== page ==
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Permalink to Philosophy Clubs

Philosophy Clubs

What if you spent your half term doing something different? What if you spent it wondering, imagining, and exploring?

Hosted by local venues, Thinking Space Philosophy Clubs are a series of workshops run by friendly philosophers. They are a place to meet other people your age and to talk about questions that are so interesting they’ll will make your head explode and (sometimes) so silly they’ll make your slides split.

Full of games, activities and mind-boggling conversations, sessions last two hours and are suitable for anyone aged 7 – 14. You are welcome to come along every day for a half term holiday full of big ideas or you can pop in to a single session that tickles your fancy.

What is love?
Are humans free?
How long is forever?
Could a computer think?
What’s the point in school?
How do we tell right from wrong?
Could you be friends with a robot?

Do something different this half term, join us at a Thinking Space Philosophy Club near you.

Coming soon!

Permalink to Latest research on philosophy with children

Latest research on philosophy with children

There has been extensive coverage in the media (links below) of the results of the Education Endowment Foundation (EEF) evaluation report on Philosophical Enquiry with Children.

The randomised controlled trial involved 3,159 pupils across 48 schools in the UK and was independently evaluated by a team at Durham University. Teachers were given two days of professional training before the year-long programme began and provided with ongoing support to help them deliver the philosophy lessons. The report shows that, the more disadvantaged pupils participating in the EEF trial saw their reading skills improve by four months, their maths results by three months and their writing ability by two months. Feedback from teachers throughout the trial suggests that Philosophy with Children had a beneficial impact on wider outcomes such as confidence, patience and self-esteem too.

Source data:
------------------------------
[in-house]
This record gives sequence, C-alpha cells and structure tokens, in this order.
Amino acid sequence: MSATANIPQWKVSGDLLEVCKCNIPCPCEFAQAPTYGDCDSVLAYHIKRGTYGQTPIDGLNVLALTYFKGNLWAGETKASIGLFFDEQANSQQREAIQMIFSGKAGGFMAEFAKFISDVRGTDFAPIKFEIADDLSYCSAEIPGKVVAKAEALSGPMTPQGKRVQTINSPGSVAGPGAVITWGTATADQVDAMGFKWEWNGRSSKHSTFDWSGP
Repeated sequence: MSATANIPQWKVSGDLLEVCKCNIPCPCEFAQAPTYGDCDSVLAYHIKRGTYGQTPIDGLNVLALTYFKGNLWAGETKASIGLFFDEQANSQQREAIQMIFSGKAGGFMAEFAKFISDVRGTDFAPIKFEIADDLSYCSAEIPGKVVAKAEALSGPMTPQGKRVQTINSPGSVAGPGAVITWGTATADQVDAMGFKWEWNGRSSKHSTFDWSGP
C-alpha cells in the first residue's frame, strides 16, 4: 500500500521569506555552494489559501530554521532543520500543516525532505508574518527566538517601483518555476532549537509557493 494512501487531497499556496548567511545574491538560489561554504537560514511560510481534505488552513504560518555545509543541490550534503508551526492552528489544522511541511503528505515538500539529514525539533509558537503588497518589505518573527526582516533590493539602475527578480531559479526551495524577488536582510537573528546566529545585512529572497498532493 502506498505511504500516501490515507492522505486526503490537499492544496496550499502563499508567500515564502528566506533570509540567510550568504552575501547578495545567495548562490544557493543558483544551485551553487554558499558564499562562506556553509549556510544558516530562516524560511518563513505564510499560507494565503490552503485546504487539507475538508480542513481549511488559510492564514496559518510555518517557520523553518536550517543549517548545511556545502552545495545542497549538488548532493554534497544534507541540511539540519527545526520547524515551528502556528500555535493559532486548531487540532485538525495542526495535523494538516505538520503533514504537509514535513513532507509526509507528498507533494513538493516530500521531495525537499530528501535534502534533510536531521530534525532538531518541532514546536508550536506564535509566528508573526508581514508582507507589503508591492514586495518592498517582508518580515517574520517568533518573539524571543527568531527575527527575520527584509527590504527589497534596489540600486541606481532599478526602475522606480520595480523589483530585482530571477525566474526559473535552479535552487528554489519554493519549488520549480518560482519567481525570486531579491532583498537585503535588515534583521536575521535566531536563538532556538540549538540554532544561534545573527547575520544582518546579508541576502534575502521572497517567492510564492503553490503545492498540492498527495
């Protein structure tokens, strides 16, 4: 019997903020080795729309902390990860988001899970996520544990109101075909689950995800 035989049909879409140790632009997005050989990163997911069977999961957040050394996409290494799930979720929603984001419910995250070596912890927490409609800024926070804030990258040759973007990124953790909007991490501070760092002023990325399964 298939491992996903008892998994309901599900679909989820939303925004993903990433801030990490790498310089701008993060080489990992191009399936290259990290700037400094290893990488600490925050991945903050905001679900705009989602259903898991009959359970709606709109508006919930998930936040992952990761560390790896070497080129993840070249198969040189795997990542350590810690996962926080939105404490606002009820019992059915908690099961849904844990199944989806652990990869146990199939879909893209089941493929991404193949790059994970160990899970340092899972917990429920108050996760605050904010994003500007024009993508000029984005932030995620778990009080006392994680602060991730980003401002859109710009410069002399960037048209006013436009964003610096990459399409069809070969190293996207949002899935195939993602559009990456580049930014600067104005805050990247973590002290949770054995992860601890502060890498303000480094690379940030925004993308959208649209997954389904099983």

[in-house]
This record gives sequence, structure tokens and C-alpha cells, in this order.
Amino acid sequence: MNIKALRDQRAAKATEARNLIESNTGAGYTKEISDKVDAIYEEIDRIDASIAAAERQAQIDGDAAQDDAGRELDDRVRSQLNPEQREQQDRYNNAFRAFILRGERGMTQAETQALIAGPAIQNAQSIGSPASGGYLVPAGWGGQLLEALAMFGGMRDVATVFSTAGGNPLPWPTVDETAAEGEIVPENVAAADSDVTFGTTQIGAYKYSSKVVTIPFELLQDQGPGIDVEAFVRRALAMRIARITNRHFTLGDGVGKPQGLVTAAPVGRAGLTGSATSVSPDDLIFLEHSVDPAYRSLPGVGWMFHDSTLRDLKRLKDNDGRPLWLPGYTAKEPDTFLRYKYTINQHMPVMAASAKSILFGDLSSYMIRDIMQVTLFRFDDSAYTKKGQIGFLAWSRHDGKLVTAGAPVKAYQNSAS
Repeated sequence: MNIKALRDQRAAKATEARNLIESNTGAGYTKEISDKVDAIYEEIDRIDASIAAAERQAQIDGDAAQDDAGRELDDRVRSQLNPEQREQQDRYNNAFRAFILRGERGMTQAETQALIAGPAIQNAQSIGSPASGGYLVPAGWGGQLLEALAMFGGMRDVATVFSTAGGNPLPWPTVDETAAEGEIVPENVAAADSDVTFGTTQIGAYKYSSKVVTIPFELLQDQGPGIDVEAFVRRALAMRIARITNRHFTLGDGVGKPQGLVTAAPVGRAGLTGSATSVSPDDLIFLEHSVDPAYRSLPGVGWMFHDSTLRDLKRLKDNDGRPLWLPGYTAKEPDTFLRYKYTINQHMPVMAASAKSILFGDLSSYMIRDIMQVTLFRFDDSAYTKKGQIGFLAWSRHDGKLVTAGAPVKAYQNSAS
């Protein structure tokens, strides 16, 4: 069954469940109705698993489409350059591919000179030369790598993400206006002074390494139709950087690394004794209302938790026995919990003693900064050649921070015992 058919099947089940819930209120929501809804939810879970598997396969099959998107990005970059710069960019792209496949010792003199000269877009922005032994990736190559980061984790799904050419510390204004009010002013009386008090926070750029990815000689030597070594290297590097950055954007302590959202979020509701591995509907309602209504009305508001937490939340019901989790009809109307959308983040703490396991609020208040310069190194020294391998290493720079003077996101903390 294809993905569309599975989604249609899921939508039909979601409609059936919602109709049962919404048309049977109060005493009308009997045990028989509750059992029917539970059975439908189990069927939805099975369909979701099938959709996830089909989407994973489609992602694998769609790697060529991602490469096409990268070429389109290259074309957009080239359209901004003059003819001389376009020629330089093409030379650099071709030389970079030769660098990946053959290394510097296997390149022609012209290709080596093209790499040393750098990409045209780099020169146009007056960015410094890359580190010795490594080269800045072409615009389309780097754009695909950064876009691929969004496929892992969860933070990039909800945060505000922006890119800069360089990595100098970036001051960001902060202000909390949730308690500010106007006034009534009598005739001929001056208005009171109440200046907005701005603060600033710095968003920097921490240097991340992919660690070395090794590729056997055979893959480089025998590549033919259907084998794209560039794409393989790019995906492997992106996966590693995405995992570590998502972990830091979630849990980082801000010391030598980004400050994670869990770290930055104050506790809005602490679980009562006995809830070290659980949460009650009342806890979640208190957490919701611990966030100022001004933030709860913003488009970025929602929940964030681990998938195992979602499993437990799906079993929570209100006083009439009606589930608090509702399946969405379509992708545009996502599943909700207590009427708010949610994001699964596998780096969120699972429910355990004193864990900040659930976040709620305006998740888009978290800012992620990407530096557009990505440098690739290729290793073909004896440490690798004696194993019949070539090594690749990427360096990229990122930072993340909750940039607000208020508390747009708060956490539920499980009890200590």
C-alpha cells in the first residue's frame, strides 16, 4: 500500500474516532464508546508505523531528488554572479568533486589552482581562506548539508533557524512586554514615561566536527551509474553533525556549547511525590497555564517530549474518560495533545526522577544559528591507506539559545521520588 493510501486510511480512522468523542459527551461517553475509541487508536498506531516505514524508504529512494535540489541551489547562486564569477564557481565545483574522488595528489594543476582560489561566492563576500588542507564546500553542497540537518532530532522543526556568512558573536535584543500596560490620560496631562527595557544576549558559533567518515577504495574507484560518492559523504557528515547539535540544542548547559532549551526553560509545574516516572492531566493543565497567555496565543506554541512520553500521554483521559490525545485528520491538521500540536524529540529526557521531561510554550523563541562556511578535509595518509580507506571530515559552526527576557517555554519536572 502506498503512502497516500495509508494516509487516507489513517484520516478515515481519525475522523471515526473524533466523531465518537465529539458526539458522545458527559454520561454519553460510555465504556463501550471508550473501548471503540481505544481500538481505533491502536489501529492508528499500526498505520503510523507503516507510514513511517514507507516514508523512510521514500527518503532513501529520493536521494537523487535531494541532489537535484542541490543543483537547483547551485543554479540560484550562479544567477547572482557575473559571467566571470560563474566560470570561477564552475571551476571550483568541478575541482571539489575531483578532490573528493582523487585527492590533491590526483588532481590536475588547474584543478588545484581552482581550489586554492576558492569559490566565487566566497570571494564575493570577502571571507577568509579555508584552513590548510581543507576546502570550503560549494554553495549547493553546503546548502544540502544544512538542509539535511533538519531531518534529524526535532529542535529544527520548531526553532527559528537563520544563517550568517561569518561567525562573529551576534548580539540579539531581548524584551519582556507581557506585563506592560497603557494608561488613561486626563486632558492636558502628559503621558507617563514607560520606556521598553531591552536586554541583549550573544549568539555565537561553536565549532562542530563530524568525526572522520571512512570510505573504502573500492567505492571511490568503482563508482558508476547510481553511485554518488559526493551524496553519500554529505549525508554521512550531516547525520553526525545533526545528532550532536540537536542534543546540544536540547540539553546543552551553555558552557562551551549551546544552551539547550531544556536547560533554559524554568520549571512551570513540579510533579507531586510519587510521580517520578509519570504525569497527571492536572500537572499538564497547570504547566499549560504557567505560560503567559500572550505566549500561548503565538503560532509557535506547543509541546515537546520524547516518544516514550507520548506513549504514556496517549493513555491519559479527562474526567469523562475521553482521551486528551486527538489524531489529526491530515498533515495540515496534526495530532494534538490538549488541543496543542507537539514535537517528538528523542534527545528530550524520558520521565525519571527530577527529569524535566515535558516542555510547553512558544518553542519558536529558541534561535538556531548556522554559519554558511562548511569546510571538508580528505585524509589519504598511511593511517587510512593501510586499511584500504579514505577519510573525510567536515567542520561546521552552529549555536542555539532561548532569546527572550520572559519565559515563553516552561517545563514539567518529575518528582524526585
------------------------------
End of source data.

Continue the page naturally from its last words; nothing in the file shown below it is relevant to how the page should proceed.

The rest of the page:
The EEF report also notes the likely benefits in other areas: speaking confidence, listening skills, patience with other children and overall self-esteem. SAPERE is now going on to work with Durham University and the trial schools on a new research project funded by the Nuffield Foundation to assess these non-cognitive benefits of Philosophy for Children.

These results show that Philosophy with Children (or P4C) could be a promising and cost-effective way for schools to spend their pupil premium and improve outcomes, particularly for disadvantaged pupils

Almost all of those engaged in this work recognise gains in literacy and numeracy as an extrinsic good – or a happy side effect – of philosophical enquiry and not it’s aim nor its primary value. However they find themselves in an educational culture where these kinds of gains are easier to measure and are treated as enormously valuable by the government, hence the drive to shout about them. Having worked in this field for ten years, I rarely see philosophy practice that is not being valued for its intrinsic worth by children, teachers and philosophers. But I also recognise that to advance programmes of real worth, we can’t ignore the these kinds of measures.

This is great news for all of us working to advance the quality and accessibility of philosophy in schools and helps support our claim that this work has a positive impact on the life and learning of the children and young people we work with.

Congratulations to SAPERE, EEF and Durham University for all their work on this.


Here is a link to the EEF report:

And here are a number of links to articles.

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